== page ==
9. Primary health problems result from inhaling or ingesting radioactive material. Some of these materials tend to concentrate in certain organs such as the thyroid gland or intestines causing severe damage. The best way to avoid inhaling radioactive fallout is to keep dust particles down to a minimum and wear a face covering. The primary way to reduce exposure through ingestion is to avoid foods that were harvested after fallout was deposited in that area. You may wash vegetables thoroughly in clean, uncontaminated water to remove the contamination (if water is scarce, do not use this method). In addition, any foods that were canned or covered may be consumed. Only consume dried or canned milk as well.
10. Drinking water that comes from covered wells would be safer for consumption. If you receive water from a pond, lake, stream, off the roof, or reservoir, there will be some contamination present. Use good judgment and protect yourself.

Emergency Response Actions

F-1. EARLY DISMISSAL
This page has been intentionally left blank

F-2. SCHOOL CANCELLATION School cancellation could be announced in the event of prolonged system failures, severe weather, or other conditions that cause a return to school to be unsafe as decided by the Superintendent or emergency designee. School cancellation will follow the same procedures as in the case of snow days/severe weather using the media, i.e., local radio stations.
F-3. STAY IN PLACE / A SHELTERING PROCEDURE
Included in the Building Level plans
F-4. EVACUATION PLAN A building evacuation is announced when occupancy of the building itself poses a danger to the students/staff. Upon receipt of an order to evacuate, all building occupants are required to exit the building and wait a safe distance from the building at a designated Evacuation Areas. If the situation warrants, students/staff may be evacuated by buses, which will be sent to a safe location. Students will not be permitted to go home. However, they will be permitted to leave school if accompanied by a parent or guardian. (Sign out sheet Appendix W)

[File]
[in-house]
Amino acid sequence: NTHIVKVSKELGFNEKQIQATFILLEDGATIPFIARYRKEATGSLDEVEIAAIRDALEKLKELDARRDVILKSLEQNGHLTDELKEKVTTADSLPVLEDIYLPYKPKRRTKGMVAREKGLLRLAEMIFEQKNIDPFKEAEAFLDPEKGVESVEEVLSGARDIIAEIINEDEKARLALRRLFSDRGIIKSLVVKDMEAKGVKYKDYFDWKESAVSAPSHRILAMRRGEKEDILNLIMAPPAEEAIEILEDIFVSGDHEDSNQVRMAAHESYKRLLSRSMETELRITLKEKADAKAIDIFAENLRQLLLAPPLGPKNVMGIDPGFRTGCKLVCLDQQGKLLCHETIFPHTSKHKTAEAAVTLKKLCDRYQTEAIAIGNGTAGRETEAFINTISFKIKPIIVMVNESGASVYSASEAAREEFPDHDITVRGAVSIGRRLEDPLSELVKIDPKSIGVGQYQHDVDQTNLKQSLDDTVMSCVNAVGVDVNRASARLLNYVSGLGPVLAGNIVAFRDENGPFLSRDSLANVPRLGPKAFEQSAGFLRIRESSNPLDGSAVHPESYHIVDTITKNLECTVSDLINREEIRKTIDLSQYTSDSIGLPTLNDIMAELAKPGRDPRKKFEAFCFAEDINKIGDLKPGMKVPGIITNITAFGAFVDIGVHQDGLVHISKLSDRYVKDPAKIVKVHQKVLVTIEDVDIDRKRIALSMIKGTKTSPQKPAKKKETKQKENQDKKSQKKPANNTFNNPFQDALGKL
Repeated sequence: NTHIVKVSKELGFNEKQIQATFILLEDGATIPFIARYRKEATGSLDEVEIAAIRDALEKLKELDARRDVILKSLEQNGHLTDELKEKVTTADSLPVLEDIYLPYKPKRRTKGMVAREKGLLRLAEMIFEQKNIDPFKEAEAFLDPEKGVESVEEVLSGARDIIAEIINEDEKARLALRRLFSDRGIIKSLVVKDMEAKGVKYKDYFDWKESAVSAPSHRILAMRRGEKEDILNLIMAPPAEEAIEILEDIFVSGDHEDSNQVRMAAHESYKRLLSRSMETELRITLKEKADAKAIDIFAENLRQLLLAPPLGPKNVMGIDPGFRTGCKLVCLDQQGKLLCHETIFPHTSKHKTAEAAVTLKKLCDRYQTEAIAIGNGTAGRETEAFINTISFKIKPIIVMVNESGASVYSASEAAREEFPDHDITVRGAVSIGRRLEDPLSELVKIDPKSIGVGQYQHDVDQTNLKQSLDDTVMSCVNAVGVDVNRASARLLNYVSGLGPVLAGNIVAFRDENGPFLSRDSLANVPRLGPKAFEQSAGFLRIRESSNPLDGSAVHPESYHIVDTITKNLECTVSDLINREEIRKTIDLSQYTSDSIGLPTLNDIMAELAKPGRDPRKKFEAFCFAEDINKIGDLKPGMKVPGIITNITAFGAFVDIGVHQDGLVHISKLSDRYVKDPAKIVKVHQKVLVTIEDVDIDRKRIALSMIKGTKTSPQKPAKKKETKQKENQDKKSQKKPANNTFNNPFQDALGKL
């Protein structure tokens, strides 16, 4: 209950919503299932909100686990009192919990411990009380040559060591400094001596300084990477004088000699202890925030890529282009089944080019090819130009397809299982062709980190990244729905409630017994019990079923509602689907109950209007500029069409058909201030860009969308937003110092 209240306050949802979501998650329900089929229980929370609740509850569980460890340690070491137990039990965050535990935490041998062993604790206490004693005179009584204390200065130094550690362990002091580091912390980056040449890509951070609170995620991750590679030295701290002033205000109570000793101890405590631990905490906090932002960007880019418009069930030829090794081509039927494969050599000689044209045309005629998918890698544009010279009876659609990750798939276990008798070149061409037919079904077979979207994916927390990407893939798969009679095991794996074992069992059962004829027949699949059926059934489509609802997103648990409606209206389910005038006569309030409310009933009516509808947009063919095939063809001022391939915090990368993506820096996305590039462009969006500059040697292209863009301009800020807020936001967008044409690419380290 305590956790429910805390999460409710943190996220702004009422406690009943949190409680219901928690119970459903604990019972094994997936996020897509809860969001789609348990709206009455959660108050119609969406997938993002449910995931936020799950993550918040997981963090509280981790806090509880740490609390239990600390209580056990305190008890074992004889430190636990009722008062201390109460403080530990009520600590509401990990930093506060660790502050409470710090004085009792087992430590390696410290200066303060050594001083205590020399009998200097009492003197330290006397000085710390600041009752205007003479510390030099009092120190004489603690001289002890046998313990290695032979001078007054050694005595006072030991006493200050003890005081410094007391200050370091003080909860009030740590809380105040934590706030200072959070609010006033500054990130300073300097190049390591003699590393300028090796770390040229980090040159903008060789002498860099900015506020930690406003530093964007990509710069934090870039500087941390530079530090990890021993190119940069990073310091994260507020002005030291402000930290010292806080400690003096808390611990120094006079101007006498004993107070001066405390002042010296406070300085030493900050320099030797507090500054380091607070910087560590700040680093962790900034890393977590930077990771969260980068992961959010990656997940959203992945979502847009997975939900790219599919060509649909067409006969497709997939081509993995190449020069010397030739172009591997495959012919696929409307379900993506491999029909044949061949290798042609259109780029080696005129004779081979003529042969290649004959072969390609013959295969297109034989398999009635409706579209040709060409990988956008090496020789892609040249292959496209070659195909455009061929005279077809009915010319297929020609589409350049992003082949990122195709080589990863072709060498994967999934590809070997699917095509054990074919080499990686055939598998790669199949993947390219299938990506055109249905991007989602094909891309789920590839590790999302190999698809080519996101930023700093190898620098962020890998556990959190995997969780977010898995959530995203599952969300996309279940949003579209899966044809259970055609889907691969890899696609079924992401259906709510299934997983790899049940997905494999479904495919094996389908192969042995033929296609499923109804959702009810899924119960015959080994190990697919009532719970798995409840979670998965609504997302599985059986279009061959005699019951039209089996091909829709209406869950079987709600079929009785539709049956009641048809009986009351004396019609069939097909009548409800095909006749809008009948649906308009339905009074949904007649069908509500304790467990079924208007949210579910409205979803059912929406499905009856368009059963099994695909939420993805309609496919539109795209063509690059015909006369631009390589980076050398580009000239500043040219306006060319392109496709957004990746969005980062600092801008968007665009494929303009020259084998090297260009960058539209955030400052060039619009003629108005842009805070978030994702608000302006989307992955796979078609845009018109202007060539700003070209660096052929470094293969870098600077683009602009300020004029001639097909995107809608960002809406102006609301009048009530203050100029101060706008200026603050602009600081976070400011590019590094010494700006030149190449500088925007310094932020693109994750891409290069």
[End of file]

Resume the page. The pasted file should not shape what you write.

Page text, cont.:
F-5. LOCK-DOWN PLAN
This page has been intentionally left blank
F-6. LOCK-OUT PLAN
This page has been intentionally left blank.

Bus Loading Plan

All students will dismiss in a normal fashion. The buses will arrive at the usual bus-loading site if possible. During a forced building Evacuation an alternate site will be chosen for bus loading if conditions warrant. Location of loading will be conveyed to the Transportation Office before buses are dispatched.
G-1. DRILLS
At least once every school year, the school district will conduct a test of its emergency plan for sheltering and early dismissal. Such drills will not occur more than 15 minutes earlier than normal dismissal time. Transportation and communication procedures shall be included in the test. Parents or guardians shall be notified in writing at least one week prior to such drill.

1. Sheltering Drill: Upon notification of an impending actual situation or drill, Building Administrators shall direct students and staff to the designated assembly areas or to remain in classrooms as appropriate. Designated areas are as follows:
a. BUILDING DESIGNATED AREA
District Office Staff
High School
Elementary School
Transportation/Maintenance Staff Driver’s Room
2. Exterior Evacuation Areas are designated in the Building Safety Plans.
a. When directed to the Exterior Evacuation Area, students will stay with the designated staff member
b. Staff personnel at the evacuation area will supervise students their room
c. Students will be released to their assigned buses when such buses are announced. Normal bus schedules will be followed for the EARLY DISMISSAL PLAN, but moved up for an emergency, when the decision is made for an early dismissal.
3. Additional drills, including lockdown drills and evacuation to another school or community site, should also be regularly scheduled.

Chemical Emergencies

H-1. ACCIDENTS All chemical accidents, which could result in fires, explosions, medical emergencies, leaks, spills and systems failures must be reported to the Building Hygiene Officer, Building Principal and the Superintendent and appropriate emergency personnel following the District Safety Plan and the Chemical Hygiene and Exposure Control Plans in achieving a resolution to the accident. The fire alarm system should be used whenever there is danger of fire or explosion. Unless the building’s fire alarm system is explosion-proof the fire alarm must not be used in the event of a gas leak. All accidents or near accidents will be carefully analyzed with the results distributed and given to the superintendent.
H-2. SPILLS

H- 2a. MINOR SPILLS